A PLM tool is a software IP management system providing  enterprise visibility and compatibility to software. It provides software configuration control as well as  software IP tracking and audit.


Change Management

Change management is the core of SPLM. It will allow detailed control of :

  • Specification changes 
  • Schedule changes
  • Test plan changes
  • Scope plan changes
  • Requirements changes
  • Resources changes 

Quality Management

 A PLM system includes a closed loop quality system allowing integrated product testing and issue tracking, with full visibility given to stakeholders of the process. It allows full content revision and version alignment on requirements, test plans, scope and specifications. Driven by deliverables the  formal gate review and approvals will guarantee completeness. Audits can also be managed directly in the PLM tool for customer certifications or regulatory audits. 


In Closing

Combining all the facets of a Software PLM solution is very challenging, however  Enterprise PLM solutions like Oracle Agile PLM can enable full software lifecycle management. Combing advanced program management features, full change management with traceability, closed loop quality processes and advanced content management allowing full control over the Software Product Lifecycle. 

Monday Feb 25, 2013

RoHS II Regulation Challenges Medical Device Manufacturers

Elmar Frühe - Master Principal Consultant, Enterprise PLM Solutions EMEA

A New Challenge

There is a new challenge making Medical Device manufacturer’s worry:  the updated RoHS regulation, now officially known as RoHS 2011/65/EU or just RoHS 2.0. RoHS regulation and the corresponding responsibility to manufacture or buy only compliant components and products is already well accepted by the Electronic and High Tech industry, but still new to the Medical Device markets.

The regulation itself becomeseffective on 2nd January 2014 and includes all Medical Devices (according legislation 93/42/EWG) except active medical implants. In Vitro Diagnostics products will follow in 2016. So the time to act is now!


RoHS II 

So what does the RoHS regulation mean specifically? First of all medical-device products have to be built without (or limited) use of certain hazardous substances like lead, cadmium or mercury. In addition the manufacturer has to prove by an adequate documentation that one is following the RoHS compliance. And last but not least there is a certificate of conformity and a CE-labeling necessary.

Every quality and regulation representative in Medical Device companies is facing a huge additional amount of work or another pile of (paper based) documentation and dossiers ready to be shipped with the product. But couldn't life be easier if software could support the overall process from a compliant design to sufficient documentation? Yes it could and the good news is that the appropriate software is there!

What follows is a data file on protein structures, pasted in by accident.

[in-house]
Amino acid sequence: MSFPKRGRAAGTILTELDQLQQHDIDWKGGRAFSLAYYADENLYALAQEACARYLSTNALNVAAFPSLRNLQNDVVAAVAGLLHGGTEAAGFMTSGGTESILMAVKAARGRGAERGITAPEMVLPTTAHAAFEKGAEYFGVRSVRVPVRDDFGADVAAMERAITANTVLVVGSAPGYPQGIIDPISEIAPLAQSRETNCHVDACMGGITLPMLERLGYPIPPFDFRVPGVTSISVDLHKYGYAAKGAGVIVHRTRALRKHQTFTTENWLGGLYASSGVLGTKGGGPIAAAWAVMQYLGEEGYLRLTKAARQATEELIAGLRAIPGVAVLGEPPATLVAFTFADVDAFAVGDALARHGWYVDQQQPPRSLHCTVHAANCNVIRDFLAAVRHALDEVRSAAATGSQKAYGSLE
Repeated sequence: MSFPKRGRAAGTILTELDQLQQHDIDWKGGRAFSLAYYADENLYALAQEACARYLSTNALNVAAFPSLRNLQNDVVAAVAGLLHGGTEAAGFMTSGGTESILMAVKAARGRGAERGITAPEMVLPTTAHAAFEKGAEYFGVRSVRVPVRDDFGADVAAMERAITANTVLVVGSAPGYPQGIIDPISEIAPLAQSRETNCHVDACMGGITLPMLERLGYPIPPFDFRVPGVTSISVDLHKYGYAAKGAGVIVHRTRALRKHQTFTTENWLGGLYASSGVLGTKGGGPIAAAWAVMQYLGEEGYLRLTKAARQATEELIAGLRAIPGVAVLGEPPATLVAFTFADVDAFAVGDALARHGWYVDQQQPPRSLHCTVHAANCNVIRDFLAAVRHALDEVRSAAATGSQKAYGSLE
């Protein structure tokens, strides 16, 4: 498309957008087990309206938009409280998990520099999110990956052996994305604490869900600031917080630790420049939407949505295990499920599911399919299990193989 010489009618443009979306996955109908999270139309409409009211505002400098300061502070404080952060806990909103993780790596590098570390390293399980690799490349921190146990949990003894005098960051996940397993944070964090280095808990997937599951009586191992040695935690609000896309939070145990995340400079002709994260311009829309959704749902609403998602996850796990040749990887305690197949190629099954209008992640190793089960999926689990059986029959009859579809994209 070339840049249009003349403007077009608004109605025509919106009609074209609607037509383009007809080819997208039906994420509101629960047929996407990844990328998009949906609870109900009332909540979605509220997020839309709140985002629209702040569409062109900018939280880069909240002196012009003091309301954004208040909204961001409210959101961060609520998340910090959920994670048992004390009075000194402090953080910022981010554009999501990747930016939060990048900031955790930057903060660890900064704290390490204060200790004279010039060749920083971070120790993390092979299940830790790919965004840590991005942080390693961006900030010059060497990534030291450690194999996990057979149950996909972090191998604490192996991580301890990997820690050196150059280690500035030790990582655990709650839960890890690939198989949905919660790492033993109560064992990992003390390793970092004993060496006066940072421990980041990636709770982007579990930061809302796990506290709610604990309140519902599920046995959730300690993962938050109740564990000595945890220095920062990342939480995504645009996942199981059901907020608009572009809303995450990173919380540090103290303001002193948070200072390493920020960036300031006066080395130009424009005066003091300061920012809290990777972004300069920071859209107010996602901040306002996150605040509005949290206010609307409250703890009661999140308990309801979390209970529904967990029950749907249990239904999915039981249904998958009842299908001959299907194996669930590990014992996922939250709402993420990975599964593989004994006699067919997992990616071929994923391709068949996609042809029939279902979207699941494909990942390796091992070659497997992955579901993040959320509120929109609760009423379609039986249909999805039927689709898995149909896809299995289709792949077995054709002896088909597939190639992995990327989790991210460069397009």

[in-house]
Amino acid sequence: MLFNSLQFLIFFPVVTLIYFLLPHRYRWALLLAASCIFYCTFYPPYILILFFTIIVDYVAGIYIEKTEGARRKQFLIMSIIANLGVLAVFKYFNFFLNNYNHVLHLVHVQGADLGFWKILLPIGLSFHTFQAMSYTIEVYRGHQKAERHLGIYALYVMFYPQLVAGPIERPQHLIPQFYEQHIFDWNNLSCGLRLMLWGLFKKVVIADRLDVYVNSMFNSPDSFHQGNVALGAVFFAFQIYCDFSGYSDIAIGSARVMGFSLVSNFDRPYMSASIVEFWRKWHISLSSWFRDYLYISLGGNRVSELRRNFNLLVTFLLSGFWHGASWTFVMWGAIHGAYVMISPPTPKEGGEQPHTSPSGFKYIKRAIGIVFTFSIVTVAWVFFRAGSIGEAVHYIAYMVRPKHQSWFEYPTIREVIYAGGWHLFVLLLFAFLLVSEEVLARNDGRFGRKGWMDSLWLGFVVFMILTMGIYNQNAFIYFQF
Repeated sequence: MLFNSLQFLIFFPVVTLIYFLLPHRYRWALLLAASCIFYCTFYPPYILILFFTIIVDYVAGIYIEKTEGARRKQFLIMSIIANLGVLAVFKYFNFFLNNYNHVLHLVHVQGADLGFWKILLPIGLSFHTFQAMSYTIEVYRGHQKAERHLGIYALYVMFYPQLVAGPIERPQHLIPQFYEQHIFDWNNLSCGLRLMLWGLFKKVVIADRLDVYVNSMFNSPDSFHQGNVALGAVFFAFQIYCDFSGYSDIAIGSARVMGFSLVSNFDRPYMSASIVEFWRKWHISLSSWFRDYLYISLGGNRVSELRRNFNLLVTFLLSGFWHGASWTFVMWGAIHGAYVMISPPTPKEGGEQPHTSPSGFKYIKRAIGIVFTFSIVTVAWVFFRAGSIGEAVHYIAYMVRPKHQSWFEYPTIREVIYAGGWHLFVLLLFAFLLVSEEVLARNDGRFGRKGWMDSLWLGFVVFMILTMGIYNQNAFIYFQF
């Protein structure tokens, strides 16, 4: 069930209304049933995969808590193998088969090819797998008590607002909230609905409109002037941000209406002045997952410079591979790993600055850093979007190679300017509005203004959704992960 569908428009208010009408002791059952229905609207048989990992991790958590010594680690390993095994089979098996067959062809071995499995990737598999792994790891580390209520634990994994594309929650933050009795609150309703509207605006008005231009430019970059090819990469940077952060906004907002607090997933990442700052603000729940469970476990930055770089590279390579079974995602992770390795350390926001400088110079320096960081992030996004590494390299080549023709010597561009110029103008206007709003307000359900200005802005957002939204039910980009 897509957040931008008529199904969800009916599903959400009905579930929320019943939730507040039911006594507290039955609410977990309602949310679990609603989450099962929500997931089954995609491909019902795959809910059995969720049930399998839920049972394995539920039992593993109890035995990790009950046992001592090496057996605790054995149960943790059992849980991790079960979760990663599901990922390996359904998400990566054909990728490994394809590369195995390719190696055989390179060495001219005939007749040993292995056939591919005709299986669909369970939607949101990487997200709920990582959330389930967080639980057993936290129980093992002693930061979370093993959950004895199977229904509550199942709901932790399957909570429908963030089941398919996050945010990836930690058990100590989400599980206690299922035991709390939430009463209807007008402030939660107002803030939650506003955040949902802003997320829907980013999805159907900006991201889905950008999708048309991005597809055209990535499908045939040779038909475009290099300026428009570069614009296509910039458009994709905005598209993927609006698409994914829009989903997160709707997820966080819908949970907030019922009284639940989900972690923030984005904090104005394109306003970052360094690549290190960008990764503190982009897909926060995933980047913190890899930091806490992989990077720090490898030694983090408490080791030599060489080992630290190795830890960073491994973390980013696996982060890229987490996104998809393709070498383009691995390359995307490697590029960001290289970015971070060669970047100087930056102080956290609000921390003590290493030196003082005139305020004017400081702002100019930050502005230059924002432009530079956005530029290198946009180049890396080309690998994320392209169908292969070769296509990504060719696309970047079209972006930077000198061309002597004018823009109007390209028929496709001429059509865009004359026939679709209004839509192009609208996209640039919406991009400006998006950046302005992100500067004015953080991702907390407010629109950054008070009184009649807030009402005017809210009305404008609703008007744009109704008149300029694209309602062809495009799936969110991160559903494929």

A Best Practice Solution

Medical Device companies using Product Lifecycle Management (PLM) software today are not nervous about the new regulation. Starting in the very early beginning of the product design they already keep an eye on being RoHS compliant while selecting only allowed components. They additionally qualify their manufacturers and suppliers as being a trustful partner providing materials and components without containing any hazardous substances. Of course all the declarations and certificates are stored as an electronic record in the system ready to be reused for any audit or technical documentation. Even new introduced parts undergo an approval process including strong supplier collaboration and collecting all signatures needed for a “Compliance OK” designation!

During the ongoing Product Lifecycle the PLM system helps to manage all the processes and information in a collaborative network. Any requirement, Bill of materials, drawings as well as schematics and layouts are managed within the system. Furthermore, they have a lifecycle status, are linked together and are change and revision controlled within the software tool. In addition, quality related processes are built in a PLM tool to manage a closed loop from a first sample inspection finding to the final corrective action and design change.

So when it comes to an audit or to the necessary RoHS documentation including product descriptions, construction drawings, compliance declarations, process plans and operation procedures, the system already has the information ready to submit or print. Medical Companies already using PLM software dramatically reduce the cost and effort of being compliant and of course mitigate the risk of launching a non-compliant product.